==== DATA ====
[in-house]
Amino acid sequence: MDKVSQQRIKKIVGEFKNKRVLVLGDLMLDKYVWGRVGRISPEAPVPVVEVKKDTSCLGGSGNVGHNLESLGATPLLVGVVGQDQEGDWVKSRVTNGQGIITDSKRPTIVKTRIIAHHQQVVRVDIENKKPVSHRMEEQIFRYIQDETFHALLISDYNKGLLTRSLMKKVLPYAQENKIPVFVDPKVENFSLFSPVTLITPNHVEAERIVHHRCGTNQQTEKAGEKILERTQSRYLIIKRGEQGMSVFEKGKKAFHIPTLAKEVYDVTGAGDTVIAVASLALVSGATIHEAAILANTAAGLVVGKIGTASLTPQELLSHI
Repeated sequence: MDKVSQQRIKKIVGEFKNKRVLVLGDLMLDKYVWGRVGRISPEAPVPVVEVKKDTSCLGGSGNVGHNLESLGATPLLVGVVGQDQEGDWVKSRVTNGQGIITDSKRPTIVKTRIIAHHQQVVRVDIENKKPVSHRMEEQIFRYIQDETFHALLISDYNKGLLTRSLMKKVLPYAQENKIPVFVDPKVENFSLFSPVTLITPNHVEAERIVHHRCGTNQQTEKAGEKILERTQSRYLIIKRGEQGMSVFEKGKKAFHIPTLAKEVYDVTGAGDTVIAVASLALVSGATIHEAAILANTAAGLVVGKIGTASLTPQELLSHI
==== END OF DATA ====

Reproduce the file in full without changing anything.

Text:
[in-house]
Amino acid sequence: MDKVSQQRIKKIVGEFKNKRVLVLGDLMLDKYVWGRVGRISPEAPVPVVEVKKDTSCLGGSGNVGHNLESLGATPLLVGVVGQDQEGDWVKSRVTNGQGIITDSKRPTIVKTRIIAHHQQVVRVDIENKKPVSHRMEEQIFRYIQDETFHALLISDYNKGLLTRSLMKKVLPYAQENKIPVFVDPKVENFSLFSPVTLITPNHVEAERIVHHRCGTNQQTEKAGEKILERTQSRYLIIKRGEQGMSVFEKGKKAFHIPTLAKEVYDVTGAGDTVIAVASLALVSGATIHEAAILANTAAGLVVGKIGTASLTPQELLSHI
Repeated sequence: MDKVSQQRIKKIVGEFKNKRVLVLGDLMLDKYVWGRVGRISPEAPVPVVEVKKDTSCLGGSGNVGHNLESLGATPLLVGVVGQDQEGDWVKSRVTNGQGIITDSKRPTIVKTRIIAHHQQVVRVDIENKKPVSHRMEEQIFRYIQDETFHALLISDYNKGLLTRSLMKKVLPYAQENKIPVFVDPKVENFSLFSPVTLITPNHVEAERIVHHRCGTNQQTEKAGEKILERTQSRYLIIKRGEQGMSVFEKGKKAFHIPTLAKEVYDVTGAGDTVIAVASLALVSGATIHEAAILANTAAGLVVGKIGTASLTPQELLSHI